BY AMY CRAGUN HALL
Throughout my childhood, Christmas excitement was wrapped in the traditions my family had established at our first overseas post, West Berlin, in 1973. Included were chocolate coins, advent wreaths and a German pyramid.
No matter our locale, whether in the Congo or the United States or Mexico, we placed a red wax candle in an east-facing window on Christmas Eve, meant to show family and friends who were just out of reach that they weren’t forgotten.
On Christmas Eve in 1988, that huge candle finally burned out, in our family room in Kinshasa, not long before the Berlin Wall came down.
We were a very young family when we arrived in West Berlin. My parents had only been married a couple of years, and I was 12 weeks old.
Since I was so young, my memories of our five years in Berlin come as impressions, not stories. I remember carrying a blue paper lantern at the end of a wooden dowel on St. Martin’s Day.
I remember standing in line to buy ice cream from the truck that stopped near the housing playground, my mom digging pfennigs out of a red plastic coin purse so I could pay for it.
I remember a ride on the duty train from West Berlin to Frankfurt and a vendor’s voice singing out “Orange juuuuuice! Apple juuuuuice! Peeeeepsi Colaaaa!”
And I remember the wall—bright, colorful and noisy on our side; gray and quiet on the other.
I remember our drives through East Germany to West. Soldiers and checkpoints and stopping to wait. Young Russian guards peered into our car as we waited and waited while Dad presented his flag orders and filled out the paperwork that would allow us to leave Berlin for a while.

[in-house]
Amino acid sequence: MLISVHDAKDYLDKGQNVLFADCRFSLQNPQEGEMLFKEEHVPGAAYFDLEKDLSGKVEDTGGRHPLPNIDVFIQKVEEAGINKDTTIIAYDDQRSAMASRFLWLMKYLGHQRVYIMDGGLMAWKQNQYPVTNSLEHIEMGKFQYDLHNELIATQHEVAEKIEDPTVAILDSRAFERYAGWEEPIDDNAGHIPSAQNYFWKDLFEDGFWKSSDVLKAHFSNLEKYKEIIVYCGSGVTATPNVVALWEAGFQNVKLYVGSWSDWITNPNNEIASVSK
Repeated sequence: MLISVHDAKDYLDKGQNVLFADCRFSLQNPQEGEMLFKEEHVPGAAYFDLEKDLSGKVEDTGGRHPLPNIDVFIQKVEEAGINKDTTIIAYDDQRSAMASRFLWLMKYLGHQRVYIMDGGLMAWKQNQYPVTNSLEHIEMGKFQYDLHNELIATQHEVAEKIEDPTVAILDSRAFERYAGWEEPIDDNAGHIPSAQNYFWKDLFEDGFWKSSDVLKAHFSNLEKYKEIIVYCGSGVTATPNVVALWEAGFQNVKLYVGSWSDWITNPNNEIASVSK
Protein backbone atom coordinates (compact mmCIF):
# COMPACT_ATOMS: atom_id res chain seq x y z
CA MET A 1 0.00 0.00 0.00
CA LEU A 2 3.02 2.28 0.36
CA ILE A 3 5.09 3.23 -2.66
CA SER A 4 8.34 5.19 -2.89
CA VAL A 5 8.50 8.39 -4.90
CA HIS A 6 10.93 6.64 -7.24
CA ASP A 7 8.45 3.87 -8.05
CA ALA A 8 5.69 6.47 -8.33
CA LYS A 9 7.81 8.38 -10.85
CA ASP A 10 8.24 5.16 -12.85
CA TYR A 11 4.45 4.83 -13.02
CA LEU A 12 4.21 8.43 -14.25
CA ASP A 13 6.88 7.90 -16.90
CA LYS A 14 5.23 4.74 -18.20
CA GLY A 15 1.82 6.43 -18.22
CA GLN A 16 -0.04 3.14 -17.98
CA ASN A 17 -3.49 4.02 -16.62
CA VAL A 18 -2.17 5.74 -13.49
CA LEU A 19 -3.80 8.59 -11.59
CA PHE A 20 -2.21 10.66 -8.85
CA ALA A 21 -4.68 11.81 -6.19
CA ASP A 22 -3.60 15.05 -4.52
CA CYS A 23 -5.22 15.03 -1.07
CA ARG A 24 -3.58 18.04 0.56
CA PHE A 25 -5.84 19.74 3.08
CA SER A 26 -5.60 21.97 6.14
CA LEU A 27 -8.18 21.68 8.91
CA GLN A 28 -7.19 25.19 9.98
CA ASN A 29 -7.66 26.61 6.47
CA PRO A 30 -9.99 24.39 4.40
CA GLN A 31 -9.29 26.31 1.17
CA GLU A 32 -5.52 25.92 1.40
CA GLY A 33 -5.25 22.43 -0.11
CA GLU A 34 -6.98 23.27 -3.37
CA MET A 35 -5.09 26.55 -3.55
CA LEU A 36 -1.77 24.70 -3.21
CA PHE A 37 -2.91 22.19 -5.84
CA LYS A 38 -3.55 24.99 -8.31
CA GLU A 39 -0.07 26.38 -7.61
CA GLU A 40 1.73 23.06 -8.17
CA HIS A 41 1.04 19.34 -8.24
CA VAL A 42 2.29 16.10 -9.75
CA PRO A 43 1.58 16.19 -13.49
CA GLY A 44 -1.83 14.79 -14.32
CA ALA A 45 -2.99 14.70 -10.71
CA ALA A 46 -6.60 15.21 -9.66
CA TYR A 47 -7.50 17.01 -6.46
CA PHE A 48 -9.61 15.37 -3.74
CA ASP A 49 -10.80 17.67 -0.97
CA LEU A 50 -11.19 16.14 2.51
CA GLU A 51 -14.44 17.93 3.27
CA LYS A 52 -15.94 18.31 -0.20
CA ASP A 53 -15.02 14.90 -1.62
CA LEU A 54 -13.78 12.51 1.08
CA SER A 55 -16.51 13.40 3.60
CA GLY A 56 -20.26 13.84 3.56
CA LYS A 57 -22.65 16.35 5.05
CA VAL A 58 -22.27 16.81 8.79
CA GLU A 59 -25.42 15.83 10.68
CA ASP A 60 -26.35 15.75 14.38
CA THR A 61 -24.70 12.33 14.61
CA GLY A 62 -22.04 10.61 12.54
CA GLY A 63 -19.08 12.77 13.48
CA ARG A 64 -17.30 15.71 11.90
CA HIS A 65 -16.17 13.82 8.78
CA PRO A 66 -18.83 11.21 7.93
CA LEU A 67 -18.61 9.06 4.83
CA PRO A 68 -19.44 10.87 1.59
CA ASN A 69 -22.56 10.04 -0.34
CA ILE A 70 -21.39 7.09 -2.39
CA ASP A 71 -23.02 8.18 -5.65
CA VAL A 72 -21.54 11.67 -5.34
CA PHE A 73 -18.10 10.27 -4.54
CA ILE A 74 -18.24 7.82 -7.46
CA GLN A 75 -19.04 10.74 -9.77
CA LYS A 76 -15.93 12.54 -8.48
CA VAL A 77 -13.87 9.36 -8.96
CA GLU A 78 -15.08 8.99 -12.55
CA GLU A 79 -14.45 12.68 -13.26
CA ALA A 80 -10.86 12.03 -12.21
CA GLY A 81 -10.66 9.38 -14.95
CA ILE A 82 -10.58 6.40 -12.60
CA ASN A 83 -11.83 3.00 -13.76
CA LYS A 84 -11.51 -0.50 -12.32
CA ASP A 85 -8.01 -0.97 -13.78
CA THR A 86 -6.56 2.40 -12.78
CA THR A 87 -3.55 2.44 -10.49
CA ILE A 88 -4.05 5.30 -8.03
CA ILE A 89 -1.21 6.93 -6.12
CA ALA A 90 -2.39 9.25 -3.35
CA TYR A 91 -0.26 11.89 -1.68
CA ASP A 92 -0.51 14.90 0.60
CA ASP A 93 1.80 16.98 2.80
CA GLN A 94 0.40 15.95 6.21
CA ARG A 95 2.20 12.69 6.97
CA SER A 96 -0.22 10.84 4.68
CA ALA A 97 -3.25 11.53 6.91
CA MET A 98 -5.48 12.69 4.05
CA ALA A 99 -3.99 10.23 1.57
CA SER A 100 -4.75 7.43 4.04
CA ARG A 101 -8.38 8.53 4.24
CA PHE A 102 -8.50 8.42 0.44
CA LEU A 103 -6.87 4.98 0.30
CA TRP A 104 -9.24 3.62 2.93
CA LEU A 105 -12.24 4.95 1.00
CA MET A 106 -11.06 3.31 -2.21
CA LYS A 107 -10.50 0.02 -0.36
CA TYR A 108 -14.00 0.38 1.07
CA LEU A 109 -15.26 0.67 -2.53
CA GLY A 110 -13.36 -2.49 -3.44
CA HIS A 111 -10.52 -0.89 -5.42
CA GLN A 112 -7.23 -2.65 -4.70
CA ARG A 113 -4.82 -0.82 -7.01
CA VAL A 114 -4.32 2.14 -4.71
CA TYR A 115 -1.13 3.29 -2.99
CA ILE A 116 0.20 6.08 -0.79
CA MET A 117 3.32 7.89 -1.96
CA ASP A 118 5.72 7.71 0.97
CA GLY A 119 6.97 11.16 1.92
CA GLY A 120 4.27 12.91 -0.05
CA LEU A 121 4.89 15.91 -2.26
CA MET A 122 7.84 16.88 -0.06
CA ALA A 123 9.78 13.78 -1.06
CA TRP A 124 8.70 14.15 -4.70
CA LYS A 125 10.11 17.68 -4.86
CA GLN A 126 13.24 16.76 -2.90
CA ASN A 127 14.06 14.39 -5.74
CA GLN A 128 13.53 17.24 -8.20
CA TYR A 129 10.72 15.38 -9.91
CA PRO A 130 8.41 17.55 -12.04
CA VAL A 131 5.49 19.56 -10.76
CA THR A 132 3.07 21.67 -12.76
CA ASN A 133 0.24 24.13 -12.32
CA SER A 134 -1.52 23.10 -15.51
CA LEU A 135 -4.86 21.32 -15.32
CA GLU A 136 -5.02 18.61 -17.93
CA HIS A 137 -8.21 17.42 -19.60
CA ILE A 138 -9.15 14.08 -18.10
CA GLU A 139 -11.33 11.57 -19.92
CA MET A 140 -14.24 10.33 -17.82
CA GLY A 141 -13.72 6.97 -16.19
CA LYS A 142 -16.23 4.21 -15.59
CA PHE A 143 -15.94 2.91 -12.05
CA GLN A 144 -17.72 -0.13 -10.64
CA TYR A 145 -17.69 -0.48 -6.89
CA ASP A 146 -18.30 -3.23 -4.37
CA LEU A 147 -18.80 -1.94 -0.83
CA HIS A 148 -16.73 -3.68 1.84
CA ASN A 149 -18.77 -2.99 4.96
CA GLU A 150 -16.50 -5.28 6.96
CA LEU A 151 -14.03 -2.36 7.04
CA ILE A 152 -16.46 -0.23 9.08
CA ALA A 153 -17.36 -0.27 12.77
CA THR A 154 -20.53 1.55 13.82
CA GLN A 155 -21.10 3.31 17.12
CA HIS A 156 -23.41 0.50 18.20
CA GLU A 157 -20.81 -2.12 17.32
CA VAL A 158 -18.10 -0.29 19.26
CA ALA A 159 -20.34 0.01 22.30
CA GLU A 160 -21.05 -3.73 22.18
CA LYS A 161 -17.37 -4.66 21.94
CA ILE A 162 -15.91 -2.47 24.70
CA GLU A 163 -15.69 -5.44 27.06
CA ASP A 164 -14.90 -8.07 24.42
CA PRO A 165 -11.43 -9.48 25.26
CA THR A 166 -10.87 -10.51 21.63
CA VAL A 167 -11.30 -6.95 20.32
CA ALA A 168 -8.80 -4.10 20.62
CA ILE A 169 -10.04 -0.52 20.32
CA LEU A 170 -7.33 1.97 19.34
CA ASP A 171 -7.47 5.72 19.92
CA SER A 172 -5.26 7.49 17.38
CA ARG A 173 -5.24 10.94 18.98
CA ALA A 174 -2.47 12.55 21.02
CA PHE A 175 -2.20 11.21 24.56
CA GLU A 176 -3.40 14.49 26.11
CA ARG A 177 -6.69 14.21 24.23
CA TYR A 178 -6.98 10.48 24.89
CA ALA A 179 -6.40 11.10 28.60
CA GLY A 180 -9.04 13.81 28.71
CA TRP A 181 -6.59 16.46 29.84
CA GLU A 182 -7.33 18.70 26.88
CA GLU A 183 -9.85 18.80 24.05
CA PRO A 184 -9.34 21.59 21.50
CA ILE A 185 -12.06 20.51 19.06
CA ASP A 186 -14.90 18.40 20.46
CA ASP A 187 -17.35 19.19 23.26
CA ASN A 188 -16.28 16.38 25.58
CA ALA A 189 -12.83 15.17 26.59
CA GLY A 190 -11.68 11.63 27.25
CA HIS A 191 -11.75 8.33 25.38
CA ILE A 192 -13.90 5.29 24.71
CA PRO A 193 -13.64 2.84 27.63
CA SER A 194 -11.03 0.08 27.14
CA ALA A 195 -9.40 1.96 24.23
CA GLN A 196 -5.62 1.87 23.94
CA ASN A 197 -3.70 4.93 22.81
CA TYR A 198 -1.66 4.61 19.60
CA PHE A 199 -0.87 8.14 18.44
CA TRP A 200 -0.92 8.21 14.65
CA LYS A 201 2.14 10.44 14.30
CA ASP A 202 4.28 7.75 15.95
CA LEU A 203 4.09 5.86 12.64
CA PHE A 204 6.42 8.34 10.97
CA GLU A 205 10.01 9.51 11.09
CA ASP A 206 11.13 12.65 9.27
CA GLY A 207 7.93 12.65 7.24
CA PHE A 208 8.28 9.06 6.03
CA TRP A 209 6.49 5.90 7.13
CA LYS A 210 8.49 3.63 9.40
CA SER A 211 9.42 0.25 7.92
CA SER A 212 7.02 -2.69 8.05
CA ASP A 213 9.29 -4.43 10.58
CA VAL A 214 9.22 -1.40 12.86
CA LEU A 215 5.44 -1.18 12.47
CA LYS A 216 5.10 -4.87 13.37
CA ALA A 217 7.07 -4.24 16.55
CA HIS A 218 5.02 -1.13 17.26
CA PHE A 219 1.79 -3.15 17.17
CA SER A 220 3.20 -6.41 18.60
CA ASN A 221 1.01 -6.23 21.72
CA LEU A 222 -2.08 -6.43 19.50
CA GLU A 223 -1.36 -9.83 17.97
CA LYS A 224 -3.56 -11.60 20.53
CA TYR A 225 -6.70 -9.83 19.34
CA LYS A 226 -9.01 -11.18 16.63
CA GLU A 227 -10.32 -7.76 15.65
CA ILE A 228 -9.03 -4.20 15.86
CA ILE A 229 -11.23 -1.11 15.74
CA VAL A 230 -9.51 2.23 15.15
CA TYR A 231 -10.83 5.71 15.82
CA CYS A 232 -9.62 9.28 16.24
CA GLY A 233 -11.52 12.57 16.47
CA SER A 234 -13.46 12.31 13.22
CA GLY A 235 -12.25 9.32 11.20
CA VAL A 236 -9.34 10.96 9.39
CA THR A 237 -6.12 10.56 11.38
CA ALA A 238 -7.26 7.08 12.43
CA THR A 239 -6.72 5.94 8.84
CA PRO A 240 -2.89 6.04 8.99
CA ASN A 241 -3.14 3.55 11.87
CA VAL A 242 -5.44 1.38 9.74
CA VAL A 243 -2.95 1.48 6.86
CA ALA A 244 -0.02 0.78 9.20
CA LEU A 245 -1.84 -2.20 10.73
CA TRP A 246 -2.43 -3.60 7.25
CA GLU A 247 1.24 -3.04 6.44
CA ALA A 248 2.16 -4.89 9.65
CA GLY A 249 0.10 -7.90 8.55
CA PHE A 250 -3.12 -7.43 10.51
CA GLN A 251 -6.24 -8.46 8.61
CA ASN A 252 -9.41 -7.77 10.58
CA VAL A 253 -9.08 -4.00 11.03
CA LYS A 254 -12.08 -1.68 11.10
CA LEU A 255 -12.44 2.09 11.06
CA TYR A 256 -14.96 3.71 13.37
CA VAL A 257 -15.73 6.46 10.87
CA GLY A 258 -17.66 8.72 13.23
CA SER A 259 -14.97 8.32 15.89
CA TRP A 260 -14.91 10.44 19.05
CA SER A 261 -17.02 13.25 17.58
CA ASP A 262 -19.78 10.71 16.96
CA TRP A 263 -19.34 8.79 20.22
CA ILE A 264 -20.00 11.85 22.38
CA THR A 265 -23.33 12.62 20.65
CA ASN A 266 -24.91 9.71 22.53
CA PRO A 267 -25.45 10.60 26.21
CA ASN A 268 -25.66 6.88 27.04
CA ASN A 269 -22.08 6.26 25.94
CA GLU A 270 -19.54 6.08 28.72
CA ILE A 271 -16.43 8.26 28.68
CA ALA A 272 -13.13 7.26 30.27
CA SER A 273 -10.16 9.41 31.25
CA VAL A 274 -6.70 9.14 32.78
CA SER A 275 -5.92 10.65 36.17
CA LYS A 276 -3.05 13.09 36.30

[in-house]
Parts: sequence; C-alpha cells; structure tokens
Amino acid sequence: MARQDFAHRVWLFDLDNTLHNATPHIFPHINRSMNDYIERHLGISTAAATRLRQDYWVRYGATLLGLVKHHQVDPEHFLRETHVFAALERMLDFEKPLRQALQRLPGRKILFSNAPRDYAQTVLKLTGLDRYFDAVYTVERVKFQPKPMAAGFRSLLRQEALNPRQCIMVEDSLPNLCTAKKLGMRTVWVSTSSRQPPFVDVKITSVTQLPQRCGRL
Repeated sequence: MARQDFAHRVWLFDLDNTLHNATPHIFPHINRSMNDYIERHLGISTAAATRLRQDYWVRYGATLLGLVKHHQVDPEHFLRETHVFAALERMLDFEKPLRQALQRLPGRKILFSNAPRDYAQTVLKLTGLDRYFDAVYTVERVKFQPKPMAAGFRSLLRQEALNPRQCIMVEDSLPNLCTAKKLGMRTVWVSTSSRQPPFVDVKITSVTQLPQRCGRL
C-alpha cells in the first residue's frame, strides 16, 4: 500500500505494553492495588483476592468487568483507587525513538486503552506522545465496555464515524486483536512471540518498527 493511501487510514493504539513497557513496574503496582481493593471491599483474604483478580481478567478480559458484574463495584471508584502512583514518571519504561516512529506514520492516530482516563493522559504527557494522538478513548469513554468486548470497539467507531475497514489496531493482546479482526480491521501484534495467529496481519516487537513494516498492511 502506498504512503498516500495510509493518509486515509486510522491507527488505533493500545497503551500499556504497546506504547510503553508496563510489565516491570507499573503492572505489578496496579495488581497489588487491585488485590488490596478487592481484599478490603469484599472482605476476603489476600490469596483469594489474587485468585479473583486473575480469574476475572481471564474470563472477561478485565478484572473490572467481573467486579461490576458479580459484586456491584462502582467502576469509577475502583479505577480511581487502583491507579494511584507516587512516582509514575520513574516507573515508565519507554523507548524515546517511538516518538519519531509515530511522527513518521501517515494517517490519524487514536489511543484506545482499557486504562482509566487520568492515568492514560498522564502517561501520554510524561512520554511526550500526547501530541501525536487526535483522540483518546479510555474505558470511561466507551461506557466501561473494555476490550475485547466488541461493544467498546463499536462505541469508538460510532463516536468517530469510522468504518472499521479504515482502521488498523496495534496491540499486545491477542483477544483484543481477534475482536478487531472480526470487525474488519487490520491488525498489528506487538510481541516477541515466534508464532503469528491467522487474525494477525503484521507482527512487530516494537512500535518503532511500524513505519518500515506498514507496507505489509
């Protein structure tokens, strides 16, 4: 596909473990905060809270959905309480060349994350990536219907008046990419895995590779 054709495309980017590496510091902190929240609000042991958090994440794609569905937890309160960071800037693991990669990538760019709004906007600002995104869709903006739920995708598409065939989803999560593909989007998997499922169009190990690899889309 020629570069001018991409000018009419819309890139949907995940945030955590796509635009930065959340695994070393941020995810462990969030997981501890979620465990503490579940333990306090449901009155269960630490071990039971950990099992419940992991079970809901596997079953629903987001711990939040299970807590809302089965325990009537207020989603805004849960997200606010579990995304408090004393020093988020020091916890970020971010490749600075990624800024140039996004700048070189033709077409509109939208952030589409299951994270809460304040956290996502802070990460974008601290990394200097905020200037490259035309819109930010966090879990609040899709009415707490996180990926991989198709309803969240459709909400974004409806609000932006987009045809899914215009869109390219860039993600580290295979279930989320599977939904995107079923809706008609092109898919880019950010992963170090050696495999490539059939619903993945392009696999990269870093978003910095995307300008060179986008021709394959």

My brother and I used to roll down the window just an inch and slip the guards Oreos, which they’d quickly hide in their pockets, paying us for the contraband with surreptitious smiles.
The wall, the borders and those checkpoints—and all the not-so-physical barriers that came with them—meant tension to me. They meant worry, and grumpy adults, and having to stay still and quiet when I wanted to run and wave and shout questions.
I didn’t know anything about global politics, or realize that I was living my Western life on a tiny island surrounded by the East. But I understood those feelings, and I remember them.
Forty years later, I find myself living on what was once the “Other Side,” having traded the Southeast Asian riots of color of our most recent postings for the long, gray winters of Warsaw.
Warsaw in 2019 is certainly not West Berlin in the 1970s, but there are echoes that awaken those memories … the crusty bread, the accompanying schmaltz (smalec here in Warsaw) and the leafless trees in the parks during wintertime.
Maybe it’s the playgrounds at the center of apartment blocks that remind me of looking up from the sandbox to find my bedroom window, the one covered in foil to keep out the early summer sun. Maybe it’s the stoicism I find in the Polish people, the sense of endurance and of a heavy past, not very distant. Or maybe it’s simply the bright graffiti on gray walls, reminding me of a similar contrast in colors from so long ago.
This part of Europe is a different place now, with open borders and freedom of movement. I can drive from my house in Warsaw to Berlin in less than six hours. There are no more checkpoints, no more time limits. But this place is also where memory is long, and the past is somehow always present.
I recently sat at a coffee shop with a Polish woman who made frequent East- West crossings all those years ago. She shared some stories and I shared some memories; and those feelings bubbled up again—some bitter for her, others full of tension for me.
I told her it was so long ago, and I was so young, that I can’t be sure that my impressions are real. Maybe I imagine I remember these things.
“No,” she said. “You know. We know.”
And we cannot forget.